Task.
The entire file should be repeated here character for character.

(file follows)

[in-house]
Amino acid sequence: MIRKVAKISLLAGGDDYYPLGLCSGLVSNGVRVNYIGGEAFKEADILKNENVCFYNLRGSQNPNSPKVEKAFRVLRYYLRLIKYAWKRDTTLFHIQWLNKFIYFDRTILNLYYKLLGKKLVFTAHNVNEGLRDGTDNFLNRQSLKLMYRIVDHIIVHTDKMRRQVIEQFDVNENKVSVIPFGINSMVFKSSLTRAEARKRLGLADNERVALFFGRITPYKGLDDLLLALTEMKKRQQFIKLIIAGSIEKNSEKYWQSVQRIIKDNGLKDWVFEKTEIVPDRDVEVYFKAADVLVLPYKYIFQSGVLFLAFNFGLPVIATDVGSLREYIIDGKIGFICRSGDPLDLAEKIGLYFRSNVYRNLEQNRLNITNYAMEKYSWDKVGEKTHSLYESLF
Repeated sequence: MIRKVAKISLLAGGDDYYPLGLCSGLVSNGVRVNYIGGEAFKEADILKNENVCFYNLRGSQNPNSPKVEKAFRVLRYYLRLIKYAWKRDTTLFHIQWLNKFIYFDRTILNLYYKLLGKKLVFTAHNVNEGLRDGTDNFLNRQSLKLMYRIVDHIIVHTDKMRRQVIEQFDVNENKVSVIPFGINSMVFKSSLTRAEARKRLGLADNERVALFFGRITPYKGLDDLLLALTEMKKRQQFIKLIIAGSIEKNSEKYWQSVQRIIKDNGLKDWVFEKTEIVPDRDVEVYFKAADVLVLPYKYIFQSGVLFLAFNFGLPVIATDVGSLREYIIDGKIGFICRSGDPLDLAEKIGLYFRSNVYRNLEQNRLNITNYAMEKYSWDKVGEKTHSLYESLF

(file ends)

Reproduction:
[in-house]
Amino acid sequence: MIRKVAKISLLAGGDDYYPLGLCSGLVSNGVRVNYIGGEAFKEADILKNENVCFYNLRGSQNPNSPKVEKAFRVLRYYLRLIKYAWKRDTTLFHIQWLNKFIYFDRTILNLYYKLLGKKLVFTAHNVNEGLRDGTDNFLNRQSLKLMYRIVDHIIVHTDKMRRQVIEQFDVNENKVSVIPFGINSMVFKSSLTRAEARKRLGLADNERVALFFGRITPYKGLDDLLLALTEMKKRQQFIKLIIAGSIEKNSEKYWQSVQRIIKDNGLKDWVFEKTEIVPDRDVEVYFKAADVLVLPYKYIFQSGVLFLAFNFGLPVIATDVGSLREYIIDGKIGFICRSGDPLDLAEKIGLYFRSNVYRNLEQNRLNITNYAMEKYSWDKVGEKTHSLYESLF
Repeated sequence: MIRKVAKISLLAGGDDYYPLGLCSGLVSNGVRVNYIGGEAFKEADILKNENVCFYNLRGSQNPNSPKVEKAFRVLRYYLRLIKYAWKRDTTLFHIQWLNKFIYFDRTILNLYYKLLGKKLVFTAHNVNEGLRDGTDNFLNRQSLKLMYRIVDHIIVHTDKMRRQVIEQFDVNENKVSVIPFGINSMVFKSSLTRAEARKRLGLADNERVALFFGRITPYKGLDDLLLALTEMKKRQQFIKLIIAGSIEKNSEKYWQSVQRIIKDNGLKDWVFEKTEIVPDRDVEVYFKAADVLVLPYKYIFQSGVLFLAFNFGLPVIATDVGSLREYIIDGKIGFICRSGDPLDLAEKIGLYFRSNVYRNLEQNRLNITNYAMEKYSWDKVGEKTHSLYESLF